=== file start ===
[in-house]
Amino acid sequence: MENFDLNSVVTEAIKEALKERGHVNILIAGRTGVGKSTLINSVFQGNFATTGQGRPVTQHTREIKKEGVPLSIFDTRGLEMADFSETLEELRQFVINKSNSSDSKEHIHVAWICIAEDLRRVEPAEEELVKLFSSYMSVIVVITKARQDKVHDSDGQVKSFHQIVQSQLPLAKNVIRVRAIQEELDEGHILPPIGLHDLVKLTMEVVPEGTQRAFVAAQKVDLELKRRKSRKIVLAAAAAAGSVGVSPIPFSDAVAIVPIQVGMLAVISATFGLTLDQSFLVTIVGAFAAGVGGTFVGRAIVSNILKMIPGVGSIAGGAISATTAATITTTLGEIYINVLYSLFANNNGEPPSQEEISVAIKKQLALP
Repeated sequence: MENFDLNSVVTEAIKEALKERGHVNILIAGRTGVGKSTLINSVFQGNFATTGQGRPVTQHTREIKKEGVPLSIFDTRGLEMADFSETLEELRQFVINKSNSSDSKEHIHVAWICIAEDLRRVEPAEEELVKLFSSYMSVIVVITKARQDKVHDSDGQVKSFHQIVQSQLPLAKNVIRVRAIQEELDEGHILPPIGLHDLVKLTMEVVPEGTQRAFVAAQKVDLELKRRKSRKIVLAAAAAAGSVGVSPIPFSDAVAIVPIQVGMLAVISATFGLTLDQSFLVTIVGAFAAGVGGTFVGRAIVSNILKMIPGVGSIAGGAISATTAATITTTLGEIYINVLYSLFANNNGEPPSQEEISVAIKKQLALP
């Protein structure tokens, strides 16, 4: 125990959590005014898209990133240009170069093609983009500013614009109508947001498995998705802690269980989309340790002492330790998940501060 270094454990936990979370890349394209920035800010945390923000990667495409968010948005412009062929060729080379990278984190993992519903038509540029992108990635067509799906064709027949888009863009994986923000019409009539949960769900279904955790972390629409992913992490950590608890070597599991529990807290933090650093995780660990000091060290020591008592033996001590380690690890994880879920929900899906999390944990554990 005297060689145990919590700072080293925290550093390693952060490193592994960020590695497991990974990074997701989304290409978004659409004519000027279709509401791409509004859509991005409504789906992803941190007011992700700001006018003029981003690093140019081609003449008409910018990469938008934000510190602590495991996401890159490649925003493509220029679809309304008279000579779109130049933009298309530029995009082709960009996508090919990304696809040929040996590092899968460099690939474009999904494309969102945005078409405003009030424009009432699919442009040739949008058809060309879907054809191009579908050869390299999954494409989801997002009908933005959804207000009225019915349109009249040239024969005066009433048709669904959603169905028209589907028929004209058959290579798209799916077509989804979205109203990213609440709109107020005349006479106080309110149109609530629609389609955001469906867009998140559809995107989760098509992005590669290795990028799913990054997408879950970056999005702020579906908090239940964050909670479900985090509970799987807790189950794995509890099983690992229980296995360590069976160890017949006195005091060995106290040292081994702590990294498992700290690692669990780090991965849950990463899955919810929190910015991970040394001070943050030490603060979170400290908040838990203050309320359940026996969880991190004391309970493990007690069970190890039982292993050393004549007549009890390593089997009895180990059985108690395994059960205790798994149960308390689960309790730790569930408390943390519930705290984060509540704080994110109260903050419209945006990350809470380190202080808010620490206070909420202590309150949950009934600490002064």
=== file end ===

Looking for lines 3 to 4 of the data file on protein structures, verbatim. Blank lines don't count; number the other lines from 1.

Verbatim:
Repeated sequence: MENFDLNSVVTEAIKEALKERGHVNILIAGRTGVGKSTLINSVFQGNFATTGQGRPVTQHTREIKKEGVPLSIFDTRGLEMADFSETLEELRQFVINKSNSSDSKEHIHVAWICIAEDLRRVEPAEEELVKLFSSYMSVIVVITKARQDKVHDSDGQVKSFHQIVQSQLPLAKNVIRVRAIQEELDEGHILPPIGLHDLVKLTMEVVPEGTQRAFVAAQKVDLELKRRKSRKIVLAAAAAAGSVGVSPIPFSDAVAIVPIQVGMLAVISATFGLTLDQSFLVTIVGAFAAGVGGTFVGRAIVSNILKMIPGVGSIAGGAISATTAATITTTLGEIYINVLYSLFANNNGEPPSQEEISVAIKKQLALP
């Protein structure tokens, strides 16, 4: 125990959590005014898209990133240009170069093609983009500013614009109508947001498995998705802690269980989309340790002492330790998940501060 270094454990936990979370890349394209920035800010945390923000990667495409968010948005412009062929060729080379990278984190993992519903038509540029992108990635067509799906064709027949888009863009994986923000019409009539949960769900279904955790972390629409992913992490950590608890070597599991529990807290933090650093995780660990000091060290020591008592033996001590380690690890994880879920929900899906999390944990554990 005297060689145990919590700072080293925290550093390693952060490193592994960020590695497991990974990074997701989304290409978004659409004519000027279709509401791409509004859509991005409504789906992803941190007011992700700001006018003029981003690093140019081609003449008409910018990469938008934000510190602590495991996401890159490649925003493509220029679809309304008279000579779109130049933009298309530029995009082709960009996508090919990304696809040929040996590092899968460099690939474009999904494309969102945005078409405003009030424009009432699919442009040739949008058809060309879907054809191009579908050869390299999954494409989801997002009908933005959804207000009225019915349109009249040239024969005066009433048709669904959603169905028209589907028929004209058959290579798209799916077509989804979205109203990213609440709109107020005349006479106080309110149109609530629609389609955001469906867009998140559809995107989760098509992005590669290795990028799913990054997408879950970056999005702020579906908090239940964050909670479900985090509970799987807790189950794995509890099983690992229980296995360590069976160890017949006195005091060995106290040292081994702590990294498992700290690692669990780090991965849950990463899955919810929190910015991970040394001070943050030490603060979170400290908040838990203050309320359940026996969880991190004391309970493990007690069970190890039982292993050393004549007549009890390593089997009895180990059985108690395994059960205790798994149960308390689960309790730790569930408390943390519930705290984060509540704080994110109260903050419209945006990350809470380190202080808010620490206070909420202590309150949950009934600490002064």